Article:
Coffin Mew's Employment News
“His insomnia was so bad, he couldn’t even sleep during office hours.”
“Of all the things I’ve ever lost, I miss my mind the most.”
Firstly, ladies and gentlemen, please accept my apologies for the late submission of this week’s ramblings. I’m afraid that I made a bit of faux pas. You see, I took the hard copy of this article with me to the pub, as the current Mrs Tibble and I were dining with close friends. At the end of the evening, I returned to Tibble Towers in one car, accompanied by my bodyguards. My good lady wife returned home in another car with our friends – I assumed that she had picked up the copy of my article and funnily enough, Mrs T had assumed that I had the article with me.
It only dawned on us when we got home that we had both left the article all alone in the pub! Thankfully, we called the pub and they had found the article and were looking after it. We rushed back to the pub and were reunited with our lost article – what a relief. The article had only been away from us for 15 minutes. Can you imagine how stupid I felt? At least I’m not in charge of the country ……….
Right, enough of my amateur attempts at political satire. Let’s have a look at this week’s case, which is ironically about sleeping at work, because there’s probably a good chance that you will be, by the time you get to the end of my wittering.
The Legal Bit
There has historically been an awful lot of litigation about whether live-in workers are entitled to receive the national minimum wage for periods when they are "on call", i.e. not actually working, but available for work. The recent case of City of Edinburgh Council v Lauder and others considered this issue further.
As you will know, workers are legally entitled to receive a minimum hourly rate of pay, called the national minimum wage. However, when it comes to calculating if a worker is actually receiving the national minimum wage, things can get a bit more complicated.
This is particularly the case because an employees’ working time not only includes the time actually spent working; it also includes time when an employee is available at their place of work and is required to be available for work. In addition, where a worker sleeps at their place of work and is provided with suitable facilities for sleeping, the only time that counts as work for national minimum wage purposes is the time that the worker is awake for the purpose of working.
In the Lauder case, a number of claimants were employed by the City of Edinburgh Council (the Council) as sheltered housing wardens. The claimants had tied houses close to accommodation units for elderly people and their job meant that they had to be present in their houses for 36 hours a week, between 8.30 am and 5.30 pm from Monday to Friday. The claimants were also required to be "on call" outside their normal working hours.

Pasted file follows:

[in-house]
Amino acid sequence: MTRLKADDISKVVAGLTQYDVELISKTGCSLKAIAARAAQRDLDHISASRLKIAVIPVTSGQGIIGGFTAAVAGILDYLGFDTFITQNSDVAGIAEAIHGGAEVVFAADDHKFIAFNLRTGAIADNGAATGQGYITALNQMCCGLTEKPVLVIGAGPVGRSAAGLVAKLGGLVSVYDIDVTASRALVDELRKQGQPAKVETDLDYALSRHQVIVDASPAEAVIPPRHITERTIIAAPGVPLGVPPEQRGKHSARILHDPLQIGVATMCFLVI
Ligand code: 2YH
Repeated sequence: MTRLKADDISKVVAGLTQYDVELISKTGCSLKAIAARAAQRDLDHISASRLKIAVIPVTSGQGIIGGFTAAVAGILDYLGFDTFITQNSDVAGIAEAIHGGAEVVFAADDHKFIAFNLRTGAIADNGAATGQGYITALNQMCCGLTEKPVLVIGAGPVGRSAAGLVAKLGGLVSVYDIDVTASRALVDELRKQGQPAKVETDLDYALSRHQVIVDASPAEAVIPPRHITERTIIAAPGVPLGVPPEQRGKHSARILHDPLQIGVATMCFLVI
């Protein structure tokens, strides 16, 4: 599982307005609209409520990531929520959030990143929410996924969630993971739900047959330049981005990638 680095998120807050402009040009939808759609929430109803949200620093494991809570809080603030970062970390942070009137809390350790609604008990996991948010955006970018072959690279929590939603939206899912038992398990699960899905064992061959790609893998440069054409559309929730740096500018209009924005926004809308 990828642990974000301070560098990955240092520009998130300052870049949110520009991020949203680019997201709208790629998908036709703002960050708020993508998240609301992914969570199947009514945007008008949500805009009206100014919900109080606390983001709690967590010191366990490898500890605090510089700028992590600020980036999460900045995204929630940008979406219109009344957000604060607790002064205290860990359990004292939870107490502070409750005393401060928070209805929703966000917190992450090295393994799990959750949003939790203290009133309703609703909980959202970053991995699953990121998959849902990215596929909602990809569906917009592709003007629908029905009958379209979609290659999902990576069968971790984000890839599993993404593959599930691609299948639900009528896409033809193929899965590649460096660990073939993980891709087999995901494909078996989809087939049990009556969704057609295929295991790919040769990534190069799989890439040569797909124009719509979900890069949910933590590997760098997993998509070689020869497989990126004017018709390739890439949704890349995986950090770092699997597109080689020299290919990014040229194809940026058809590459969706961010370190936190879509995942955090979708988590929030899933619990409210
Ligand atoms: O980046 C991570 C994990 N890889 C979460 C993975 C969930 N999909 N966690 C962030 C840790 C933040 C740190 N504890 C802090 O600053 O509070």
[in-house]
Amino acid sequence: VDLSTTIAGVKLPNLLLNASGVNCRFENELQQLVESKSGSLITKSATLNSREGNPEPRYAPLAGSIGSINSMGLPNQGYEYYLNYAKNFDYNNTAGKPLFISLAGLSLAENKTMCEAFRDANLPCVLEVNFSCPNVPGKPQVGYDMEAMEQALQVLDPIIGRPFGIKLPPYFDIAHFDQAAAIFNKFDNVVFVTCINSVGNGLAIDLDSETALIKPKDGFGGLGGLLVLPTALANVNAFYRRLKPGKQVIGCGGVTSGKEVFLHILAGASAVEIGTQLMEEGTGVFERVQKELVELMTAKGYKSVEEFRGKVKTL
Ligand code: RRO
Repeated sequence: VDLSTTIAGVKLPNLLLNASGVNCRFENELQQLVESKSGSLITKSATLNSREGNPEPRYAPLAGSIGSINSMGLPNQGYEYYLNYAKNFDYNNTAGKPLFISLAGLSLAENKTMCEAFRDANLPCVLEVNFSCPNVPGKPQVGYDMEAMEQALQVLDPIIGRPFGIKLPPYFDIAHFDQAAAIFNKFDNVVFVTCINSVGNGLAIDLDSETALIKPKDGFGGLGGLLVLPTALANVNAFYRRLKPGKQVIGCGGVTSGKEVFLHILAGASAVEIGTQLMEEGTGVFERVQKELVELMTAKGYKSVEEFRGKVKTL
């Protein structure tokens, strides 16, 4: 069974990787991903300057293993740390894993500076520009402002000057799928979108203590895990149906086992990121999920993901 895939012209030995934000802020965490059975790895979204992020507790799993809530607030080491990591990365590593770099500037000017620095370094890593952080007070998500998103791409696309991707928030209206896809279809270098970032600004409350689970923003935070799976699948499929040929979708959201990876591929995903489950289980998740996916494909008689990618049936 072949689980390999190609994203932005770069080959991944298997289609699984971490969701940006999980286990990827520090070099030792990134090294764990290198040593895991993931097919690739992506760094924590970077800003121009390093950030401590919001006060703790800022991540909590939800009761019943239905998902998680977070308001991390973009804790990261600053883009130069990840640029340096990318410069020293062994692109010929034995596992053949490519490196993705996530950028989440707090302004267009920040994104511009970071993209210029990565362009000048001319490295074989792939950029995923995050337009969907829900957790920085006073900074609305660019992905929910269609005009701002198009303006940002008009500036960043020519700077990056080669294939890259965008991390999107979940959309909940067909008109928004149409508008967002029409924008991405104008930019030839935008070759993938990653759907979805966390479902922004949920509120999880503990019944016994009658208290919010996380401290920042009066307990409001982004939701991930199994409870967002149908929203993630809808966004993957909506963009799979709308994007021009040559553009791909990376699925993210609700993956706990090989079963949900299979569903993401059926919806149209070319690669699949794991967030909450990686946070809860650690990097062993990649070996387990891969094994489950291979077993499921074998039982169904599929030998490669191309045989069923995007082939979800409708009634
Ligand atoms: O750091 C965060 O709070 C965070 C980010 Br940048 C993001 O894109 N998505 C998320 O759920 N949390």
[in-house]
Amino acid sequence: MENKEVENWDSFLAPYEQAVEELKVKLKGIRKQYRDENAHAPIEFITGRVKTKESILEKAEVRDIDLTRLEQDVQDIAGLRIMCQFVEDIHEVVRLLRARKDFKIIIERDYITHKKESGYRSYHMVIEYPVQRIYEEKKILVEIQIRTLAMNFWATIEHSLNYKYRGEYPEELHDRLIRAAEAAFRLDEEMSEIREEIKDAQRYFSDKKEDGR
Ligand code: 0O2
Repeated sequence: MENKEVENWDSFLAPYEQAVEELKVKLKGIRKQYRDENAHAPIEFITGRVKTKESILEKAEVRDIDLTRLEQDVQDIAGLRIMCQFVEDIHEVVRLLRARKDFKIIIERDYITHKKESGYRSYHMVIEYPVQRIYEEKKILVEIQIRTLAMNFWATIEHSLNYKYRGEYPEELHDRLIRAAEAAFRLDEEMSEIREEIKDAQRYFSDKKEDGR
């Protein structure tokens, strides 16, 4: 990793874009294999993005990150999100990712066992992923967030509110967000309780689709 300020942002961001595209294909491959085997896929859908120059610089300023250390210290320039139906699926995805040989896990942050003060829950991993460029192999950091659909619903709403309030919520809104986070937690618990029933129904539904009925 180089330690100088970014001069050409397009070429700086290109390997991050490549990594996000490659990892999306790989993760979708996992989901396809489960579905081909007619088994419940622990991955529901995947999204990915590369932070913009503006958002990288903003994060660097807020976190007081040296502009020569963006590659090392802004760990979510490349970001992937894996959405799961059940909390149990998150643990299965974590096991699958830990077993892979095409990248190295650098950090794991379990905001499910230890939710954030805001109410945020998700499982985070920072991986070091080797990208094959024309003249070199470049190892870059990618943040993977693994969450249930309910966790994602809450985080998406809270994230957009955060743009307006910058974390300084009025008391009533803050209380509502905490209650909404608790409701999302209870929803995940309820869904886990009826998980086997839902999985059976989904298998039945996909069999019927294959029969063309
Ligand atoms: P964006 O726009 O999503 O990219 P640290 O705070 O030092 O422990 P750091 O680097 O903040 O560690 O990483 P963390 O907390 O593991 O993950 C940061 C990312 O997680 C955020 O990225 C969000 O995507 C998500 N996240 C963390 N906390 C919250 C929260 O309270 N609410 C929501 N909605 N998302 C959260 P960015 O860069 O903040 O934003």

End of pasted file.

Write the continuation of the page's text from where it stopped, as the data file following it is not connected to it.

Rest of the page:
As with most warden schemes, the accommodation units for the elderly service users had an alarm connected to the claimants’ homes by way of a hand held device. The claimants were allowed to return their hand held devices back to the Council each evening, but they had to collect them back by midnight on four nights of the week when they were required to be available overnight for alarm call outs. If they were called out to respond to an alarm call during the night, the claimants could claim overtime pay or time off in lieu.
The case arose when the claimants complained that they were not receiving the national minimum wage. This was based on the fact that they believed that the time during the four nights that they had to be available for alarm call outs should be counted as paid work.
The claimants won.
The employment tribunal agreed with the claimants because it decided that they were actually at work as opposed to just being "on call".
The Council appealed against the tribunal's decision to the Employment Appeal Tribunal (EAT).
The Council won.
The EAT agreed that the claimants were actually at work during the nights that the alarm system was connected to their accommodation. However, the EAT also decided that the claimants were provided with suitable facilities for sleeping. The EAT also decided that the claimants were not required to be awake unless they had to answer an alarm call. In conclusion, the EAT criticised the original employment tribunal because it had treated the employees as working as opposed to being on call. Therefore, under the rules, it was only the hours that the employees were awake and dealing with alarm calls that had to be taken into account for national minimum wage purposes.
The Lauder case is interesting because it clarifies that a worker who is required to actually work through the night should be entitled to take all of those hours into account when establishing whether they are receiving the national minimum wage. The obvious sort of worker would be a night watchman or security guard. However, if a worker is simply on call during the night and not required to perform their normal job during this period, then it would only be the time that the employee is actually awake and doing some work that would be taken into account for the purposes of the national minimum wage.
As an aside.....
You will be delighted to hear that I am on annual leave next week, so there will be no legal musings from me.
As such, I think that it is only fair to treat you to a couple of genuine legal transcripts to keep you going until my return. Enjoy!
- What was the first thing your husband said to you when he woke up that morning?
- He said, “Where am I, Cathy?”
- And why did that upset you?
- Because my name is Susan.
- James stood back and shot Tommy Lee?
- And then Tommy Lee pulled out the gun and shot James in the fracas?
- No sir, just above it.
Until next week.